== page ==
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Cook Pots and Cabooses

Many have heard of the exquisite and luxurious five-star meals that were served on some of the most elegant and prestigious passenger dining cars for nearly a century. Meals prepared by gourmet chefs with years of culinary training, served by waiters on linen as clean and white as freshly fallen snow. The tables set with…

The Makings of a Country Song – “The Wreck of the Old 97”

Throughout the early days of railroading, there were many accidents and derailments and let’s face it, more than a few people died because of a train. In fact, by 1893, there were more than 400 railway accidents a year in the United States alone! So, what made a particular accident special and recognized above all…

Riding in Style

In the early 1930s, the Great Depression caused a catastrophic loss of business for American railroads. Passenger service had been losing ridership to the fledgling automobile industry since the mid-1920s, and the railroads needed something to catch the public’s eye in order to compete. Railroads needed to lower operating costs of passenger service and boost…

Riding in Style

Riding in Style   In the early 1930s, the Great Depression caused a catastrophic loss of business for American railroads. Passenger service had been losing ridership to the fledgling automobile industry since the mid-1920s, and the railroads needed something to catch the public’s eye in order to compete. Railroads needed to lower operating costs of…

Railroad Mergers: Hits and Misses

Almost since the dawn of the iron horse, there has been an urge to merge railroad companies. It has not always been out of sheer competition, but a way of economy and streamlining business. However, many of these mergers have also driven out the competition. Let’s explore the reasons behind mergers and look at a…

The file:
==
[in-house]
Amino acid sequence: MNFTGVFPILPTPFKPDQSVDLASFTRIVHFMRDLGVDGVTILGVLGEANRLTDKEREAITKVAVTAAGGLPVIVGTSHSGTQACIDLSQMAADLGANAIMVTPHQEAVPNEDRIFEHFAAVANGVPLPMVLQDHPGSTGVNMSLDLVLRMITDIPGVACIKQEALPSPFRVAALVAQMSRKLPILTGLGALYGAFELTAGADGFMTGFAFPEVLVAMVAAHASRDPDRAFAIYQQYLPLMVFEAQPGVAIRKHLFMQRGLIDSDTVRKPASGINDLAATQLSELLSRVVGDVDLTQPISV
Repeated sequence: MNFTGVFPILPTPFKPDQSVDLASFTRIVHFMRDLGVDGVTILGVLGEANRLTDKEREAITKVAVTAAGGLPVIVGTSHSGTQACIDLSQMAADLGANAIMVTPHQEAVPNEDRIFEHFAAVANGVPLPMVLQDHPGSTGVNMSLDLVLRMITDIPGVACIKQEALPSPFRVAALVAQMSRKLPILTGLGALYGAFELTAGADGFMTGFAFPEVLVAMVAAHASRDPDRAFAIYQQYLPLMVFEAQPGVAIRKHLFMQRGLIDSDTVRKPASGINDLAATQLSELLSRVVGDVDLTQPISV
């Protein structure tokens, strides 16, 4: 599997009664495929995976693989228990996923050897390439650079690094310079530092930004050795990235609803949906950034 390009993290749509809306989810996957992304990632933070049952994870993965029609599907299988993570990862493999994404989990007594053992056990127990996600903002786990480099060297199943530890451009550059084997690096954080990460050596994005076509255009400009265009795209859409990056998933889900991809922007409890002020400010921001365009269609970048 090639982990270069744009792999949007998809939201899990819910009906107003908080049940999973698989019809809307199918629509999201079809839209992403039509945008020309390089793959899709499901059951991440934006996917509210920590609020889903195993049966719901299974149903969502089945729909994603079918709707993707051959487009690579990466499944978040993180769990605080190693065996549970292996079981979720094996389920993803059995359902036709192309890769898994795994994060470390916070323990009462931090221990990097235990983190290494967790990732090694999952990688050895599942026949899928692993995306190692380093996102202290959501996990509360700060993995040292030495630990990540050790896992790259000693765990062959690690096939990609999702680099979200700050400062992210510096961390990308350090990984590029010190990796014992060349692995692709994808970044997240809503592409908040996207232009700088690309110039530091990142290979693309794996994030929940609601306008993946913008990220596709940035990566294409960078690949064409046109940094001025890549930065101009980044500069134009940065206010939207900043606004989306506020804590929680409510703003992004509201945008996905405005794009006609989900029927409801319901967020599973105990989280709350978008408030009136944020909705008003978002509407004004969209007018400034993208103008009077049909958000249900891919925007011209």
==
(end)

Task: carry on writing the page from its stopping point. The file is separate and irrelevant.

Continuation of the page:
Wartime Restrictions on Passenger Travel

Stuck in the house and can’t travel anywhere? Wondering what the limitations are on seat availability when you can travel again? Sounds familiar, doesn’t it? While the cause for travel restrictions today is due to a pandemic, during the late 1930s to the mid-late 1940s it was caused by war. During World War II, passenger…

Stopping a Train

It takes a lot to stop a train—distance, speed, and most importantly, the brakes. Throughout the early days of railroads, more than 650 patents were given to inventors for train brakes. Some were effective, others not so much. In the mid-1800s, railroads relied heavily on handbrakes and sturdy brakemen to bring trains to a stop….

Bridging the Gap

Railroad bridges and train trestles can trace their roots back to the industry’s beginnings. Initially built using stone or wood and later using iron or steel, engineers have designed some quite stunning, sometimes harrowing bridges that not only hold a person but heavy trains as well. Thomas Viaduct One of the first railroad bridges built…

Rollin’ and Regulation

The 1800s were a booming time in the history of the United States railroad industry. The nation was expanding west, and the frontier began to close. Following the Civil War and the Transcontinental Railroad completion, a major driving factor in the country’s economic growth was the railroad industry. Privately owned and unregulated, railroads controlled the…

Union Pacific Challenger: Big Boy’s ‘Little’ Brother

The Big Boy is by far Union Pacific Railroad’s most notorious steam locomotive. From its sheer size to the strength the engine boasts, it is a favorite engine for many railroad fans. However, the Union Pacific Challenger would pave the way as the ‘little’ brother for the famed steam engine.  Looking for new locomotives that…

Clearing Snow, Railroad Style!

Snow removal on the railroad is a job that has been around since the earliest railroads themselves. Railroads were expensive investments; it was a given that they should operate all year long. However, once Old Man Winter starts spreading the snow around, it is exceedingly difficult for trains to run on the rails. Some trains…

Tracks Around the Tree

Many of us have seen the familiar sight of the toy train around the Christmas tree, most often making its way about its infinite oval, sometimes passing a few buildings and observers along the way. A few of the outstanding ones had real smoke coming from the stack and the familiar “whoo-whoo” that would ward…